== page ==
Posts Tagged ‘debt’

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Student-debt

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The largest university in the United States—the University of Phoenix, part of the Apollo Education Group [ht: ja]—has been given an F by Wall Street investors. Its stock tumbled almost 30 percent in today’s trading.

A key problem is that, while for-profit colleges only enroll roughly 12 percent of the nation’s students, students at those colleges accounted for about half of student loan defaults in 2013. And, as we know, the quality of education continues to be dismal.

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Student enrollments and revenues have thus been falling in recent years. Degreed enrollment in the Apollo Education Group was most recently 227,400 students, less than half its own peak five years ago and down 13.5 percent from the first quarter of fiscal 2014. This year it will be lucky to take in $2.7 billion, although it had revenues close to $5 billion in 2010.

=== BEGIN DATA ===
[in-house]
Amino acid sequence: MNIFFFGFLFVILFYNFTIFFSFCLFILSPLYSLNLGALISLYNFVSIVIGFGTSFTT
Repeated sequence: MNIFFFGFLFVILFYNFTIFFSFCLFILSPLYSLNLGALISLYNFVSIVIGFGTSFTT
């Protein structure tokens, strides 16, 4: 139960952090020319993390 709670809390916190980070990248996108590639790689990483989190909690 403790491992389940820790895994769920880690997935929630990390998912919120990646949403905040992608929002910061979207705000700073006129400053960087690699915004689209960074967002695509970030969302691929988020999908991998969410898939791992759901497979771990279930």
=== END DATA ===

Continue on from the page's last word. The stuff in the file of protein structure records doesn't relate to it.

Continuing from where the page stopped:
This would be the perfect time for public colleges and universities to attract many of the students who are leaving the for-profit sector of higher education. The problem is, public institutions are behaving more and more like their for-profit counterparts, being forced to rely more and more on tuition payments from students, who are taking on increasing levels of debt, instead of public financing.

In that sense, the country as a whole deserves an F for its failure to provide high-quality, affordable higher education to its citizens.

March 7, 2015

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Recovery: New Job, Day One

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